Thank you Mike, for the most salient analysis of the recall election yet! I don't hold out much hope for the Democrats to rebuild their brand in any meaningful way. Everybody's too busy chasing the big money. If only people would stop worrying about "throwing away" their votes and grow the Green Party or start some other populist third party movement.

Anonymous said...

They simply need to adopt the solution Henry George detailed back in 1879 in the greatest American economic text ever written, Progress and Poverty. But they won't. Their selfish (as opposed to enlightened) self-interest will continue as sure as night follows day.

Denny said...

Denny Caneff here:

I almost called Mike this morning to say "Right on, dude!" and then upon further reflection, decided not to make that call. Did the Dems sell their soul way back in the late 70s when they decided to chase money, thinking they'd keep up with Republicans, making them no different? Is that why Mike's Clark County people voted for the rich guys' party instead?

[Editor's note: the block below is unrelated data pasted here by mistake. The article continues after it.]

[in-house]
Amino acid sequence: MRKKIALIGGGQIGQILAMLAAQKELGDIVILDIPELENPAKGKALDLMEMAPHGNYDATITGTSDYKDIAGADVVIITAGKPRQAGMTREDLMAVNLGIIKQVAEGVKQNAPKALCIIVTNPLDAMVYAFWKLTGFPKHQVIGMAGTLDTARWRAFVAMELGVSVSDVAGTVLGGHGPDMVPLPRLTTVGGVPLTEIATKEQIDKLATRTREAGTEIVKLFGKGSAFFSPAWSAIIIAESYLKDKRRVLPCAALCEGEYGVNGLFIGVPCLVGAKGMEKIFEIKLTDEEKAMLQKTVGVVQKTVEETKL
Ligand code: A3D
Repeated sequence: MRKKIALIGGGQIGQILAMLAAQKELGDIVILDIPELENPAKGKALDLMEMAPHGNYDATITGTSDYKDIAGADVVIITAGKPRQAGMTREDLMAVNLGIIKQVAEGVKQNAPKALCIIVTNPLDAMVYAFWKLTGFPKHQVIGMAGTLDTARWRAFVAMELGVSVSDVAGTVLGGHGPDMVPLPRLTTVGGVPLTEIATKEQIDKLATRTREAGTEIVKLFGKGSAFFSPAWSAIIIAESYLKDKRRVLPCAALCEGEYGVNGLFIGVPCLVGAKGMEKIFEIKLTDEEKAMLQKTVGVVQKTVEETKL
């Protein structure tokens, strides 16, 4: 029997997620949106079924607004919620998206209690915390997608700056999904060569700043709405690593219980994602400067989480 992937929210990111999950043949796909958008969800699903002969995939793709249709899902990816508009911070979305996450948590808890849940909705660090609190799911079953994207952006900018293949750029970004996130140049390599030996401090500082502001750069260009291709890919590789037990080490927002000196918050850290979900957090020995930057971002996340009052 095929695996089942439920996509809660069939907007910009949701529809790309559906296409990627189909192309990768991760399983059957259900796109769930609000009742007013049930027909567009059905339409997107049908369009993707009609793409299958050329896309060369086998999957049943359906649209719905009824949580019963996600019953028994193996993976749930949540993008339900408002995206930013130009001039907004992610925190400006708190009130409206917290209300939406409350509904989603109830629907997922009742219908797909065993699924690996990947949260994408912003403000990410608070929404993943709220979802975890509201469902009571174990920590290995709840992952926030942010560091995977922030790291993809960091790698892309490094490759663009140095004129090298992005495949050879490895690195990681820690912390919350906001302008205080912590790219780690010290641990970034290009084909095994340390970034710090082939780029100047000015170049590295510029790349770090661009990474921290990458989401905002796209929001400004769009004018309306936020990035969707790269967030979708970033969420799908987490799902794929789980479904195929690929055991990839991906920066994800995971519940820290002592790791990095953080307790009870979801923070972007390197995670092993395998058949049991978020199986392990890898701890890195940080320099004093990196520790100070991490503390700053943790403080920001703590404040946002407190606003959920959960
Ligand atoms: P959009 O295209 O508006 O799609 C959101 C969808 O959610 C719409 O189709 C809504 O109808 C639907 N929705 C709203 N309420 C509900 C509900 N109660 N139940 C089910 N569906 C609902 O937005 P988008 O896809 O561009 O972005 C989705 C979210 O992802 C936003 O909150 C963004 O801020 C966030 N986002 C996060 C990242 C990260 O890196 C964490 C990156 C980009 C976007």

Unions may throw around a lot of money, but at least it's collected from ordinary people. How is it that the Clark County auto mechanic doesn't see common cause with the elementary teacher in Neillsville: simply because she has health insurance, and he doesn't? How does that make the mechanic closer to the surgeon in Whitefish Bay, who voted for Walker? The Dems need a lot of work on their message, but they won't, and can't, unilaterally disarm on campaign money.

Anonymous said...

Mike, Thank you for this clear writing of the root cause behind our political troubles. I find your perspective positive and enlightening!

CurtOlaf said...

It's sad to realize that we are now two generations removed from when 50% of the working population were members of a union. That meant that it was commonplace for most workers to have employer paid healthcare and pensions. My father was a tool and die maker who retired in 1975 with a substantial monthly paycheck for life, along with a paid up health care plan that paid for 90% of his care.

Since the generational changes public employee unions continued to enjoy benefits that at onetime all workers enjoyed, usually retaining quality healthcare by taking less in salary.

So now it seems we are engaged in a race to the bottom (if I don't get healthcare, you shouldn't either), instead of raising the standard for everyone.

Hopefully the democrats can reorganizes themselves to raise the common standard.

James L said...